Real-time analytics. For years, Gartner has said there is no such thing as “real-time.” Today, you are running analytics on data that is coming from a transaction system. If I have to say it that way, there’s a latency there. Some ETL or data integration process has to move data from the transaction system to the data warehouse before you can do those analytics. The only way you can do real-time analytics is if it’s being done on the transaction data when it’s completed. So that is one of the drivers for this.
24×7 with no batch windows. If you batch window drops to less than zero, you’re going to have to run things very quickly. Batch is going away. That Materials Requirement Planning batch run that takes six hours? If it starts to run in 3-4 seconds, it’s really no longer batch.
So the whole concept of batch disappears with in-memory technology. Any time you see words like “awareness” then you’re talking about in-memory. In order to make any applications aware of things it means real time, and it means you need the speed and low latency of in-memory technology to do it.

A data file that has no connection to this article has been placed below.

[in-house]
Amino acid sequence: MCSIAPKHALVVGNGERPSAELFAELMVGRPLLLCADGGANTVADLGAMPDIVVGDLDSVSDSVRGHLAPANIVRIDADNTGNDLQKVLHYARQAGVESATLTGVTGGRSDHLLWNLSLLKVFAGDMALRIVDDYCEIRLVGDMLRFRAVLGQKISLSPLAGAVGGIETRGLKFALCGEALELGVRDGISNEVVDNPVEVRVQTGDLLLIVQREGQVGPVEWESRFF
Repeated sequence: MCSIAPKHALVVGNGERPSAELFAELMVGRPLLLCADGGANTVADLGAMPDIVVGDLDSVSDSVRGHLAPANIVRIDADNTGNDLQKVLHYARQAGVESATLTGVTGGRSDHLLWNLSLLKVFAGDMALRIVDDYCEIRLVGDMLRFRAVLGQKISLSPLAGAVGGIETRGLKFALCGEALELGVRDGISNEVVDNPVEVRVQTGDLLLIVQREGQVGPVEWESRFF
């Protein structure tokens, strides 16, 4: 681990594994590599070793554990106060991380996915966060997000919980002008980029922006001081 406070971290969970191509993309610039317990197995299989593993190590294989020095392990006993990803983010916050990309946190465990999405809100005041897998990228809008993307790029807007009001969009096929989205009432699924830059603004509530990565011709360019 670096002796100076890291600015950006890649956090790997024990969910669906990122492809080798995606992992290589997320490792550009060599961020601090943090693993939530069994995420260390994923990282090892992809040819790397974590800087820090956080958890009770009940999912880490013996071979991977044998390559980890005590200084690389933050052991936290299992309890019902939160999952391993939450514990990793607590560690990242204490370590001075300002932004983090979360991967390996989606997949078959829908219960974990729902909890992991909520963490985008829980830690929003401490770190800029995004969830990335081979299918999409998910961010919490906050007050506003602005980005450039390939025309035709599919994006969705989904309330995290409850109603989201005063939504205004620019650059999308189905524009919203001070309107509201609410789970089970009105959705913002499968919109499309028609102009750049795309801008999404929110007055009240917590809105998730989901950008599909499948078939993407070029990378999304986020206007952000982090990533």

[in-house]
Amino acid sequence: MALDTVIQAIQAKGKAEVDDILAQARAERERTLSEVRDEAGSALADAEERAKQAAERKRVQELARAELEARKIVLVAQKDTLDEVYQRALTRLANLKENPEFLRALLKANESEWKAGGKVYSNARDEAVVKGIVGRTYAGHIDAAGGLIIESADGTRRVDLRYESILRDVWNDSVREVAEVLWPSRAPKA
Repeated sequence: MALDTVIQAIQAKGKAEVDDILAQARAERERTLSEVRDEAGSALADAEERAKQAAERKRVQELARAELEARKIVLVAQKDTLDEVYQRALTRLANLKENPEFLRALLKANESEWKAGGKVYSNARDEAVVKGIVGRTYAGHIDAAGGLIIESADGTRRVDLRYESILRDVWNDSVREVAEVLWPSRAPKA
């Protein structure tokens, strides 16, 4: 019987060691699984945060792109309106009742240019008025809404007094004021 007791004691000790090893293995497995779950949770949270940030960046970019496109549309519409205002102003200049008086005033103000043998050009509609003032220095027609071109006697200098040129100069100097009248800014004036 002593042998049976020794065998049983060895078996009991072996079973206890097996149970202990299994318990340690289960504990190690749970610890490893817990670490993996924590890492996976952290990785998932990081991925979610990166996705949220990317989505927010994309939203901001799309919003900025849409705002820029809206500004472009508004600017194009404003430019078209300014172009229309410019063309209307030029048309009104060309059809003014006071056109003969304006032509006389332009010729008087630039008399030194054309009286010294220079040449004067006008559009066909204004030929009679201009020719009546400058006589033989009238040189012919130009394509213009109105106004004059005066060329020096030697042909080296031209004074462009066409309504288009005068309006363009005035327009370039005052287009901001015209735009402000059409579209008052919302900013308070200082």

Inhibitors of in-memory computing adoption
So what’s slowing us down?
A lot of these are perceptions. So the perception that it’s a complex architecture: it doesn’t have to be.
The perception that it’s unrealistic: today, this technology is emerging, and yes, it’s disruptive, but no, you can’t do everything with it. So the expectations have to be set right. There are of course no standards, there aren’t a lot of skills and there’s not a lot of best practices yet, because this is just emerging with those. That will happen over the next few years.
So yes, there are many drivers, but at the same time there are many inhibitors, a lot of which you can change by setting expectations and perceptions correctly. So you start to think about IT looking at all this data and saying “what do I do with it all?” and the bottom line is: if your assumptions are that you can’t do anything with it, you’re not going to do anything with it.
See the first post, on why in-memory changes everything, or next post in the series: Part 3, how to create an in-memory action plan. In addition, if you’re interested in hearing Donald Feinberg talk about this, a web seminar is available (registration required)]
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Article source: http://timoelliott.com/blog/2013/04/the-business-impact-of-in-memory-computing-from-run-to-transform.html